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I seek out horror anthologies, and this one is at the absolute top of my list of favorites. It was long (in a good way) thrilling, engaging and scary. For a wonderful price. The stories were original and not redundant or boring by any means. I can't wait for more books from Chris!
Are you ready for fifty MORE quick little rabbit-punches to your various nerve-endings? Because, if so, here they are in this latest – fifth! – installment of the prolific Demonic Visions series. Some familiar names and some new ones can be found among the lineup, and the stories offer another fun variety of reads.
As usual, I had a hard time narrowing my top picks to just a few, but, here goes:
“Muse Sick” by Shaun Avery will speak to the creative and artistic types among us … it’ll speak, and what it has to say may be tempting, but is also kind of clammy, cold, and skin-crawly repulsive. Meanwhile, Mike Leon’s “The Break Up” and Kerry G.S. Lipp’s “Broken Glass” bring two different but very squickworthy doses of graphic gore to make even the seasoned splatterhound flinch.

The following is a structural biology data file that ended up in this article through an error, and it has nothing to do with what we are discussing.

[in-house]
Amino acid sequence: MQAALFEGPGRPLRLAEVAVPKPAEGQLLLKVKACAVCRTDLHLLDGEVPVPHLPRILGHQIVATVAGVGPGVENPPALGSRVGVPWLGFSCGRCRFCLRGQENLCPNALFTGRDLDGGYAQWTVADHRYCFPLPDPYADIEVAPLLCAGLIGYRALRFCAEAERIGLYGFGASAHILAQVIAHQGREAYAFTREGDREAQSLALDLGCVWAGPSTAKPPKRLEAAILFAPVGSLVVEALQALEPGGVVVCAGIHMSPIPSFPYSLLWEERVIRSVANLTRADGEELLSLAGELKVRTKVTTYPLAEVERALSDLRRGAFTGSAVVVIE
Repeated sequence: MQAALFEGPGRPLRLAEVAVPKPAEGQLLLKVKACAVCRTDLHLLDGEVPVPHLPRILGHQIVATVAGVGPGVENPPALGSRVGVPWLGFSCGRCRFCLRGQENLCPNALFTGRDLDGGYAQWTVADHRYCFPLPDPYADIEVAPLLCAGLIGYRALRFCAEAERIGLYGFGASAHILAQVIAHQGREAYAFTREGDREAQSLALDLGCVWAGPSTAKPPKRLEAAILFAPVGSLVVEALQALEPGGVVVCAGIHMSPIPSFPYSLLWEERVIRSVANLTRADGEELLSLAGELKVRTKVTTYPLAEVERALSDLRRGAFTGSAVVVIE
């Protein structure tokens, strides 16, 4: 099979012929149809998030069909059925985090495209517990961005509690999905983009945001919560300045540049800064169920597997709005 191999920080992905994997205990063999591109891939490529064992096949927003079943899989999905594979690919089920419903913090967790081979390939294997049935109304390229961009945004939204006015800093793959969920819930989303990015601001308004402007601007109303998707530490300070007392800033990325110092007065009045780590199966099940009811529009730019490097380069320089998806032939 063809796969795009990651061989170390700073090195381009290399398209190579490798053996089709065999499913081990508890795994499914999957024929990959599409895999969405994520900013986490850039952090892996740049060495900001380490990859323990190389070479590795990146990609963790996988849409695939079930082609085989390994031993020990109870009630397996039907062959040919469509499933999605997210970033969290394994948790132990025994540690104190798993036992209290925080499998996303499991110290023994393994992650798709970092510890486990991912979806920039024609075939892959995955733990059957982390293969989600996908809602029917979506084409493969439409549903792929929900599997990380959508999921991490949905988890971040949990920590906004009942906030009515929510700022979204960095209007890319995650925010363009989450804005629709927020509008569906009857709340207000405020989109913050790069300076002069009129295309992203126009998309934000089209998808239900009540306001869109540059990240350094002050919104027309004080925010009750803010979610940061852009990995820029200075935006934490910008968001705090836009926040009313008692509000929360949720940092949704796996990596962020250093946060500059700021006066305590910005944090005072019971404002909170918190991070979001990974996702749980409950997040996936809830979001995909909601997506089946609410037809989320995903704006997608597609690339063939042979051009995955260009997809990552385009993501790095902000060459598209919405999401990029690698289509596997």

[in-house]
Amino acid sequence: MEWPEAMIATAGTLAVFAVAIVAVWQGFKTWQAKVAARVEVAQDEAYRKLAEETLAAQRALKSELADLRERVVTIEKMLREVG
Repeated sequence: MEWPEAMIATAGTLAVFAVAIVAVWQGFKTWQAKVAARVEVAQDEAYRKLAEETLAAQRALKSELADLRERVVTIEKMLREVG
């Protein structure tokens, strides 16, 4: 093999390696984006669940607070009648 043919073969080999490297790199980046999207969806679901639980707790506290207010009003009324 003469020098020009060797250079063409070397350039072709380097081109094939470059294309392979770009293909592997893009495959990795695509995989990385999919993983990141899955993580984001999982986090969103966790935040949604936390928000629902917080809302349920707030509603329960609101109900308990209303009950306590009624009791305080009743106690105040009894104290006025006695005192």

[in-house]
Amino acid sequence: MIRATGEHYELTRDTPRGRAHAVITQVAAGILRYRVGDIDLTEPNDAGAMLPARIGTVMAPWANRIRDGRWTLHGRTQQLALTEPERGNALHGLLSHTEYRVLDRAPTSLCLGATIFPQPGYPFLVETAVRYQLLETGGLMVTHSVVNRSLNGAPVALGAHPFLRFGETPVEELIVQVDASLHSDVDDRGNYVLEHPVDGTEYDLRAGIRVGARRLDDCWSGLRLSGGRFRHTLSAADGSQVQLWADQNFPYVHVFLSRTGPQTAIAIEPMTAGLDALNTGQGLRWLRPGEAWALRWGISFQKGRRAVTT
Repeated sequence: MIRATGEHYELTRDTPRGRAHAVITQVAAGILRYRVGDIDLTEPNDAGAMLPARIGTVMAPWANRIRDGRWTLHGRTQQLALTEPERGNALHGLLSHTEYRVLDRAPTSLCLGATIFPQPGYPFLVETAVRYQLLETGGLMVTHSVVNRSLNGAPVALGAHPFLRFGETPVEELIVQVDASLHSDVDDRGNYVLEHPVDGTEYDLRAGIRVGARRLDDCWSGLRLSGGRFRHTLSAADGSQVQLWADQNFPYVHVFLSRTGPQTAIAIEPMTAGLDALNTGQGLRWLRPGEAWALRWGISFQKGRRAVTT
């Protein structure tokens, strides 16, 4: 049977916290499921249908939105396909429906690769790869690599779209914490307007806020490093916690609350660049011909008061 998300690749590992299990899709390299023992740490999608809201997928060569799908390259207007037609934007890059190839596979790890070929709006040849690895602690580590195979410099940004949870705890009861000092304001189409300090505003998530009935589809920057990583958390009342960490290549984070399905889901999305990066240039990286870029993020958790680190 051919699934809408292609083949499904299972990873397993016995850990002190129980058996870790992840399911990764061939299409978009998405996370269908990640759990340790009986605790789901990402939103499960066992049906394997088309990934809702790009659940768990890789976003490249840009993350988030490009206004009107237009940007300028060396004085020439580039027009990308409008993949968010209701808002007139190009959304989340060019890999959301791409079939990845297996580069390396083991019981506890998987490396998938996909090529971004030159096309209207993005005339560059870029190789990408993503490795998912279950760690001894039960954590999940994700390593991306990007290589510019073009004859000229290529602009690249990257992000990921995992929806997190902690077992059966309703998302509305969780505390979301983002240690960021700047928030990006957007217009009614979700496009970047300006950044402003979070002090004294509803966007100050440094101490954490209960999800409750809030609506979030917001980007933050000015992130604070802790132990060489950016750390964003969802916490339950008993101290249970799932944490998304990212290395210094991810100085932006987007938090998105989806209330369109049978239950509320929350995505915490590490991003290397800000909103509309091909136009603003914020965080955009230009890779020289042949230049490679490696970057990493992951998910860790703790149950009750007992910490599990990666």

Jay Wilburn’s “Angels Looking Out For Us” is a view of the End of Days from a side not often seen: the thankless side of those stuck with the fiddly nuisance finishing touches and cleanup of a big job.
“The Eleventh Piper” by Rebecca Fung gives the twisted fairy tale treatment to a classic holiday carol, with evilicious results. Rick A. Carroll’s “Smoke” is like folklore of another sort, a darker sort, beautifully written.
Max Booth’s “A Moment of Silence” hit a particular nerve; they may say people don’t talk anymore, only text, but imagine if speech was suddenly not an option.
“Swarm” by Nicholas Paschal was one I’d been privileged to read beforehand; a real treat to see it here and know that the clattering bones found a good home! Likewise Shenoa Carroll-Bradd’s “Made to be Broken,” a touching tale of beyond mere until-death-do-us-part.
Vince Liberato’s “The Devil’s Spotlight” shines harsh and unforgiving on the nature of self-sacrifice vs. self-preservation, in a hungry world gone mad, while “Believe” by Marc Shapiro wonders what we’d lose if we started getting proof that the wackjob conspiracy theorists had it right all along.
Especially loved Megan Watson's stories in this series. Her stories always have a unique approach to horror. Also, loved the short story form, for short reads, great for waiting in doctor's office and long lab tests!